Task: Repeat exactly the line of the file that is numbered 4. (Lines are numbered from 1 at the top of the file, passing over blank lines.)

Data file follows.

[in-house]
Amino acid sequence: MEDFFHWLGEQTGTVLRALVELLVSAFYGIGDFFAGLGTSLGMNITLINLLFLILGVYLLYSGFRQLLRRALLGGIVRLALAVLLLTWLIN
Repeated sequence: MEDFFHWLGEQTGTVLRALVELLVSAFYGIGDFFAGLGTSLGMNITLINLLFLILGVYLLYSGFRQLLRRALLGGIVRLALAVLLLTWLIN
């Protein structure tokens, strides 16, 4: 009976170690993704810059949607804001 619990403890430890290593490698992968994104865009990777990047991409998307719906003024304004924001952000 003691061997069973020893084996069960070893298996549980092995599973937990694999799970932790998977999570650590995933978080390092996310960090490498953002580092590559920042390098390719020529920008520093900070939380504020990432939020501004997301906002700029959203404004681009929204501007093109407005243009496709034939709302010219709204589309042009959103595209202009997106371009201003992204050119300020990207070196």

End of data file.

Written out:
């Protein structure tokens, strides 16, 4: 009976170690993704810059949607804001 619990403890430890290593490698992968994104865009990777990047991409998307719906003024304004924001952000 003691061997069973020893084996069960070893298996549980092995599973937990694999799970932790998977999570650590995933978080390092996310960090490498953002580092590559920042390098390719020529920008520093900070939380504020990432939020501004997301906002700029959203404004681009929204501007093109407005243009496709034939709302010219709204589309042009959103595209202009997106371009201003992204050119300020990207070196």